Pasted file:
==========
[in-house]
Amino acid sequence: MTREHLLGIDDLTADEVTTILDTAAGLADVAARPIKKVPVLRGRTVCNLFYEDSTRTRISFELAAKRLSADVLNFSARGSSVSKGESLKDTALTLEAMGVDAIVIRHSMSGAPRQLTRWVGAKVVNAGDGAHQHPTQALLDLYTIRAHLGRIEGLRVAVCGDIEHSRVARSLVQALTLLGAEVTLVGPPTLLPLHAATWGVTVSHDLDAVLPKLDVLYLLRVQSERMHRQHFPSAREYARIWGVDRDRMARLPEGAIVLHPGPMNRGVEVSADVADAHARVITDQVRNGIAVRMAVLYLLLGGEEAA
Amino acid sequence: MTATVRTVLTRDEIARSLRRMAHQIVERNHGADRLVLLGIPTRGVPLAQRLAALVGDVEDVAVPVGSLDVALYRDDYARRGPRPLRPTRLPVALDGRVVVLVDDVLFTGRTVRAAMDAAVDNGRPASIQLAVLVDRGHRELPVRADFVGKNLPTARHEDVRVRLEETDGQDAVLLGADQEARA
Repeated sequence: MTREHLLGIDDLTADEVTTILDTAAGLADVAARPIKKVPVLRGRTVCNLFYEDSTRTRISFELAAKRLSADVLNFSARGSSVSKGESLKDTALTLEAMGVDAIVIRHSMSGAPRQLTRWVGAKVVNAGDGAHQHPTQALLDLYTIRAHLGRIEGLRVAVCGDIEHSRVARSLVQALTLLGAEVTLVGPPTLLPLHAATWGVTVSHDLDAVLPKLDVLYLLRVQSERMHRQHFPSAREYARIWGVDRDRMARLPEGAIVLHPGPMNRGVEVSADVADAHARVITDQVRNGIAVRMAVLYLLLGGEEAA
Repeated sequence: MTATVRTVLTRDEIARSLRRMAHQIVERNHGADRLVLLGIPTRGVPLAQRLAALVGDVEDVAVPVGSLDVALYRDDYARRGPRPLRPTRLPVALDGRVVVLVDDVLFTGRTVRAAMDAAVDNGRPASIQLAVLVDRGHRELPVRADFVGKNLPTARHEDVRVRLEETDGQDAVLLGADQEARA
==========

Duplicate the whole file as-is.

[in-house]
Amino acid sequence: MTREHLLGIDDLTADEVTTILDTAAGLADVAARPIKKVPVLRGRTVCNLFYEDSTRTRISFELAAKRLSADVLNFSARGSSVSKGESLKDTALTLEAMGVDAIVIRHSMSGAPRQLTRWVGAKVVNAGDGAHQHPTQALLDLYTIRAHLGRIEGLRVAVCGDIEHSRVARSLVQALTLLGAEVTLVGPPTLLPLHAATWGVTVSHDLDAVLPKLDVLYLLRVQSERMHRQHFPSAREYARIWGVDRDRMARLPEGAIVLHPGPMNRGVEVSADVADAHARVITDQVRNGIAVRMAVLYLLLGGEEAA
Amino acid sequence: MTATVRTVLTRDEIARSLRRMAHQIVERNHGADRLVLLGIPTRGVPLAQRLAALVGDVEDVAVPVGSLDVALYRDDYARRGPRPLRPTRLPVALDGRVVVLVDDVLFTGRTVRAAMDAAVDNGRPASIQLAVLVDRGHRELPVRADFVGKNLPTARHEDVRVRLEETDGQDAVLLGADQEARA
Repeated sequence: MTREHLLGIDDLTADEVTTILDTAAGLADVAARPIKKVPVLRGRTVCNLFYEDSTRTRISFELAAKRLSADVLNFSARGSSVSKGESLKDTALTLEAMGVDAIVIRHSMSGAPRQLTRWVGAKVVNAGDGAHQHPTQALLDLYTIRAHLGRIEGLRVAVCGDIEHSRVARSLVQALTLLGAEVTLVGPPTLLPLHAATWGVTVSHDLDAVLPKLDVLYLLRVQSERMHRQHFPSAREYARIWGVDRDRMARLPEGAIVLHPGPMNRGVEVSADVADAHARVITDQVRNGIAVRMAVLYLLLGGEEAA
Repeated sequence: MTATVRTVLTRDEIARSLRRMAHQIVERNHGADRLVLLGIPTRGVPLAQRLAALVGDVEDVAVPVGSLDVALYRDDYARRGPRPLRPTRLPVALDGRVVVLVDDVLFTGRTVRAAMDAAVDNGRPASIQLAVLVDRGHRELPVRADFVGKNLPTARHEDVRVRLEETDGQDAVLLGADQEARA